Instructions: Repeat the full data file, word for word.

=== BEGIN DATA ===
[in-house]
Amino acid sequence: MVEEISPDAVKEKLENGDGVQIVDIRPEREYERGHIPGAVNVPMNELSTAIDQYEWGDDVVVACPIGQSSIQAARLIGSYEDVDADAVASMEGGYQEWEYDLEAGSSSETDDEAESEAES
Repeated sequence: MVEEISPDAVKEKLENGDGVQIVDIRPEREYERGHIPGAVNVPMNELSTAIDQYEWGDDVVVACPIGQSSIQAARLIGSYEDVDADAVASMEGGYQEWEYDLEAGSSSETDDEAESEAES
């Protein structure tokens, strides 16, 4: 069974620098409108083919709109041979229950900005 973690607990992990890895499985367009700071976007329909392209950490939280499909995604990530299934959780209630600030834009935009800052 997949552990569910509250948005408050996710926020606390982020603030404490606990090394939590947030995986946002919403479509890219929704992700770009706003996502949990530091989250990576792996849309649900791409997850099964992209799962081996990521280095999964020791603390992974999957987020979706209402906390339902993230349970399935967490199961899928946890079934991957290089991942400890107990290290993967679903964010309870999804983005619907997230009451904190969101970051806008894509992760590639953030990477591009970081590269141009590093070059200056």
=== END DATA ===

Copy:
[in-house]
Amino acid sequence: MVEEISPDAVKEKLENGDGVQIVDIRPEREYERGHIPGAVNVPMNELSTAIDQYEWGDDVVVACPIGQSSIQAARLIGSYEDVDADAVASMEGGYQEWEYDLEAGSSSETDDEAESEAES
Repeated sequence: MVEEISPDAVKEKLENGDGVQIVDIRPEREYERGHIPGAVNVPMNELSTAIDQYEWGDDVVVACPIGQSSIQAARLIGSYEDVDADAVASMEGGYQEWEYDLEAGSSSETDDEAESEAES
């Protein structure tokens, strides 16, 4: 069974620098409108083919709109041979229950900005 973690607990992990890895499985367009700071976007329909392209950490939280499909995604990530299934959780209630600030834009935009800052 997949552990569910509250948005408050996710926020606390982020603030404490606990090394939590947030995986946002919403479509890219929704992700770009706003996502949990530091989250990576792996849309649900791409997850099964992209799962081996990521280095999964020791603390992974999957987020979706209402906390339902993230349970399935967490199961899928946890079934991957290089991942400890107990290290993967679903964010309870999804983005619907997230009451904190969101970051806008894509992760590639953030990477591009970081590269141009590093070059200056």